Marie Marquardt is a sociologist, ethnographer and author of young adult fiction. Invited by the Latin American Student Organization, Marquardt spoke at the University of North Georgia on Wednesday, Nov. 8, about her work, experiences and, she said, the “unusual path that led me to start writing young adult fiction books.”
Marquardt attended graduate school at Emory University, where she researched the role of immigrants in America. After graduation, she continued her work in ethnography, and surrounded herself with undocumented immigrant women ― mainly from Mexico ― who had no way to earn citizenship. As she immersed herself in these people’s lives, she developed lasting friendships with them. It was her many treasured friendships with undocumented immigrants that became Marquardt’s initial influence for writing.
Marquardt took great interest in spreading awareness about the immigration issues affecting the people she cared so much about. The first book she contributed to, “Living Illegal,” was filled with information and statistics about undocumented immigrants. “We don’t have effective reform because we don’t have the information,” Marquardt said.
However, Marquardt soon realized the way to get people to care about her cause was not by stuffing them full of information and statistics. Instead, she said, appealing to people’s hearts rather than their minds is what gets them to care. So, Marquardt stopped with the data dumps and wrote her first novel, “Dream Things True,” a work inspired by the stories of the undocumented immigrants she had come to know and love.
“Dream Things True” is a story about star-crossed lovers set in a town inspired by North Georgia. However, Marquardt’s main influence for her characters came from her experiences helping at El Refugio, which means “the refuge.” El Refugio is a shelter in Lumpkin County that offers support to families of undocumented immigrants who are detained, and will most likely be deported. Marquardt learned that in these devastating situations, the primary breadwinners are oftentimes the ones detained, which puts the whole family in a desperate situation. “So much of what I’ve learned of the power of love I’ve learned through these families,” she said. “Their resilience is astounding.”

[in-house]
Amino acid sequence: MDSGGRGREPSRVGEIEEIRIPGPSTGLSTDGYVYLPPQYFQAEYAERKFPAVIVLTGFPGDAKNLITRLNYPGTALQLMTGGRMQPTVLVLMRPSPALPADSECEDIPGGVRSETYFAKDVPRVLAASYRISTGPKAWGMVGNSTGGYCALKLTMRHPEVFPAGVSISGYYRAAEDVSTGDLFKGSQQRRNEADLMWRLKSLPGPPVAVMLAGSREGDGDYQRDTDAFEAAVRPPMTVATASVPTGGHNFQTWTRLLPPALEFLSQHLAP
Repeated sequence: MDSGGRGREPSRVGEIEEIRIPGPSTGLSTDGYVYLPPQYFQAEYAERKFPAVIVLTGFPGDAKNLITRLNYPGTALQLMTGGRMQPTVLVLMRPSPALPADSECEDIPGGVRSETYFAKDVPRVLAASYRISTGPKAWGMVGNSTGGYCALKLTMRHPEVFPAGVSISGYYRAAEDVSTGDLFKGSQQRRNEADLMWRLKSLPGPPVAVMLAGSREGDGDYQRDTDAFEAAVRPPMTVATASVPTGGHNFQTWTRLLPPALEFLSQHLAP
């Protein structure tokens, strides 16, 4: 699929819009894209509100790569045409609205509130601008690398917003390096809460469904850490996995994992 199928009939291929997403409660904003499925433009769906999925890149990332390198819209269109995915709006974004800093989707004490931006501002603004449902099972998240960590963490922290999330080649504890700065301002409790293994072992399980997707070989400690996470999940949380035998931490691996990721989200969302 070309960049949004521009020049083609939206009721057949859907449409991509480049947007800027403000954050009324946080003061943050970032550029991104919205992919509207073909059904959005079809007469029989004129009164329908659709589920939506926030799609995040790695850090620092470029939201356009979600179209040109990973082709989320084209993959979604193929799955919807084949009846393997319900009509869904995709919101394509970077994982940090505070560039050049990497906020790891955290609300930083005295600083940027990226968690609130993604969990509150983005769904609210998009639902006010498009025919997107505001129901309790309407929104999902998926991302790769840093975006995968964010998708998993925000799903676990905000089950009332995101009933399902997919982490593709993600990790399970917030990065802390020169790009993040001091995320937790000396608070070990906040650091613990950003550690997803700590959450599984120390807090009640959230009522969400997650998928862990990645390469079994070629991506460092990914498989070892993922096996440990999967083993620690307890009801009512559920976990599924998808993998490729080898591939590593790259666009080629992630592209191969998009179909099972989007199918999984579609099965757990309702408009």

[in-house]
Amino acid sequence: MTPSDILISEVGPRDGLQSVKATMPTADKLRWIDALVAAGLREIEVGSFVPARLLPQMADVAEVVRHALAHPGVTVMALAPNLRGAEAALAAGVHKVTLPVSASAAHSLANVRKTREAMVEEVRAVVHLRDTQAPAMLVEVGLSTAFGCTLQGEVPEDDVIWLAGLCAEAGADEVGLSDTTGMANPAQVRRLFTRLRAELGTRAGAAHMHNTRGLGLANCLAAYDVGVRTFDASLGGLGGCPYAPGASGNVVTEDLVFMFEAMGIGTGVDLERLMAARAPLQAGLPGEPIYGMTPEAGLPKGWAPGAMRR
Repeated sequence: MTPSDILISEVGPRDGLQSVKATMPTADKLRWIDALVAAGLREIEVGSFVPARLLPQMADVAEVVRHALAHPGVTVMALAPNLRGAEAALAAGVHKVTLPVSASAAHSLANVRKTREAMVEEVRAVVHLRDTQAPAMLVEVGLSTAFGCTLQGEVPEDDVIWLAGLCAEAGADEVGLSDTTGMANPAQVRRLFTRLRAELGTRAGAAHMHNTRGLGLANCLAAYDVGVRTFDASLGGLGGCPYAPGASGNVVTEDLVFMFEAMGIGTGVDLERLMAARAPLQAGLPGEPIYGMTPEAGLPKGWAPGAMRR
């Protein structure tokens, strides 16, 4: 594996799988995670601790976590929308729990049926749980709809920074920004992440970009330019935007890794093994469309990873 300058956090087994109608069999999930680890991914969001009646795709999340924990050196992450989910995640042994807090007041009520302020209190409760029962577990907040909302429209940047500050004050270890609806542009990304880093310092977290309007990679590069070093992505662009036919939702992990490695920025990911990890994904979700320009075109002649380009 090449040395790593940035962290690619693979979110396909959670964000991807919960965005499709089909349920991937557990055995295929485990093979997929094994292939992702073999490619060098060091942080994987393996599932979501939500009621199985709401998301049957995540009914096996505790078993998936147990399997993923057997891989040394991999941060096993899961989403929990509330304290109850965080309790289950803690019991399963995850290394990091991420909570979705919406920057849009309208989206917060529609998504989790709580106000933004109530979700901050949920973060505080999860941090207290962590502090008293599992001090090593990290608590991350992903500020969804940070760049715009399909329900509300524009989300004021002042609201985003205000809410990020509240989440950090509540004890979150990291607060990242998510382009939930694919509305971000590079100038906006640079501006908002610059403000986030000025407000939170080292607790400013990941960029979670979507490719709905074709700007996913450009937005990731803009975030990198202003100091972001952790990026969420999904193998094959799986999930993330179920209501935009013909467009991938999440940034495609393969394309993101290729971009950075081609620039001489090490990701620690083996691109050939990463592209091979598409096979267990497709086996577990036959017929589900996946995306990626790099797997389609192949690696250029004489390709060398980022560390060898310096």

Marquardt’s second novel, “The Radius of Us,” was inspired by several young men she met through volunteering for Immigration Customs Enforcement at the Stewart Detention Center in Stewart County.
Marquardt explained that several of the men she visited at the Stewart Center came from Mexico, sometimes with younger siblings, in hopes of seeking refuge from the dangers faced in their home countries. Though these men passed through border patrol, they were greeted in America by being separated from their loved ones, shoved on a plane and brought to the Stewart Center where they were detained until their court date. These people are placed in a prison-like conditions having committed no crime and ― more often than not ― are sent back to their home countries only to be placed back in the same danger they originally sought refuge from. The story of the protagonist in the novel, “The Radius of Us,” mirrors stories of the men Marquardt met at the Stewart Detention Center. “My story is a tribute to the strength and character of those men,” Marquardt said.
Marquardt feels that we as a society need diverse books, and that we have a need for writers to write about these marginalized communities that are so often underrepresented. She sometimes still wonders how to act responsibly and ethically and how to use her stories for good. Yet, she feels she has two responsibilities: continuing to write the stories she knows and that compel her, and encouraging young people from marginalized groups to tell their stories. Her work was written in hopes that her readers would see these issues in a new light. “The stories I tell should matter to me and others living in America because we are all impacted by the broken system and we are all intertwined,” Marquardt said.
Marquardt has a third book coming out, titled “Flight Season,” which will be on sale in the new year starting Feb. 20. For more information on Marie Marquardt, visit her website or follow her on Facebook, Twitter or Instagram.